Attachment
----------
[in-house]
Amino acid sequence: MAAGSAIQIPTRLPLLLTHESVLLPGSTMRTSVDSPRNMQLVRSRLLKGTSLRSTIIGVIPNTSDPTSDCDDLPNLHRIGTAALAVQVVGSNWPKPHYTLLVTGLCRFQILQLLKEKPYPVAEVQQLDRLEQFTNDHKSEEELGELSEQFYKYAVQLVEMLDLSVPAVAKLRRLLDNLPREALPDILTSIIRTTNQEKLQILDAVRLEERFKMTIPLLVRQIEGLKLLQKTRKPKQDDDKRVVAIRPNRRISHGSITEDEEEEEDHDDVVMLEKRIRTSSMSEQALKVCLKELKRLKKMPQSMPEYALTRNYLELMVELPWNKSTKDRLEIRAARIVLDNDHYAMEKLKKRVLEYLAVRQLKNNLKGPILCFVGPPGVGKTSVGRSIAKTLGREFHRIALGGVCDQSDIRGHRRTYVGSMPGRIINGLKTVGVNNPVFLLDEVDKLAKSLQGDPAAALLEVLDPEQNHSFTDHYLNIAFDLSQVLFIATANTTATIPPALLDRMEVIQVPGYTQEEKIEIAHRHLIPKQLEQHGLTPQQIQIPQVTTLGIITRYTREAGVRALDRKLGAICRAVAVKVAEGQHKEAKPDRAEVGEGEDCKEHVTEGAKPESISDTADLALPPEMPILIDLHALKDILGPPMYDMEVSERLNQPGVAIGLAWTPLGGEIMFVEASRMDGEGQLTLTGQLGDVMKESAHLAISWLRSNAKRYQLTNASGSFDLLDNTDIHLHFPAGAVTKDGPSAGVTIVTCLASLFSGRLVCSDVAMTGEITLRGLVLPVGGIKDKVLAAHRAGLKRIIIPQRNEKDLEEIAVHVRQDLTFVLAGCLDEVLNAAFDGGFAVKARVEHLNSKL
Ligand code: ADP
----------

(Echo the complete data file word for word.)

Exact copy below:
[in-house]
Amino acid sequence: MAAGSAIQIPTRLPLLLTHESVLLPGSTMRTSVDSPRNMQLVRSRLLKGTSLRSTIIGVIPNTSDPTSDCDDLPNLHRIGTAALAVQVVGSNWPKPHYTLLVTGLCRFQILQLLKEKPYPVAEVQQLDRLEQFTNDHKSEEELGELSEQFYKYAVQLVEMLDLSVPAVAKLRRLLDNLPREALPDILTSIIRTTNQEKLQILDAVRLEERFKMTIPLLVRQIEGLKLLQKTRKPKQDDDKRVVAIRPNRRISHGSITEDEEEEEDHDDVVMLEKRIRTSSMSEQALKVCLKELKRLKKMPQSMPEYALTRNYLELMVELPWNKSTKDRLEIRAARIVLDNDHYAMEKLKKRVLEYLAVRQLKNNLKGPILCFVGPPGVGKTSVGRSIAKTLGREFHRIALGGVCDQSDIRGHRRTYVGSMPGRIINGLKTVGVNNPVFLLDEVDKLAKSLQGDPAAALLEVLDPEQNHSFTDHYLNIAFDLSQVLFIATANTTATIPPALLDRMEVIQVPGYTQEEKIEIAHRHLIPKQLEQHGLTPQQIQIPQVTTLGIITRYTREAGVRALDRKLGAICRAVAVKVAEGQHKEAKPDRAEVGEGEDCKEHVTEGAKPESISDTADLALPPEMPILIDLHALKDILGPPMYDMEVSERLNQPGVAIGLAWTPLGGEIMFVEASRMDGEGQLTLTGQLGDVMKESAHLAISWLRSNAKRYQLTNASGSFDLLDNTDIHLHFPAGAVTKDGPSAGVTIVTCLASLFSGRLVCSDVAMTGEITLRGLVLPVGGIKDKVLAAHRAGLKRIIIPQRNEKDLEEIAVHVRQDLTFVLAGCLDEVLNAAFDGGFAVKARVEHLNSKL
Ligand code: ADP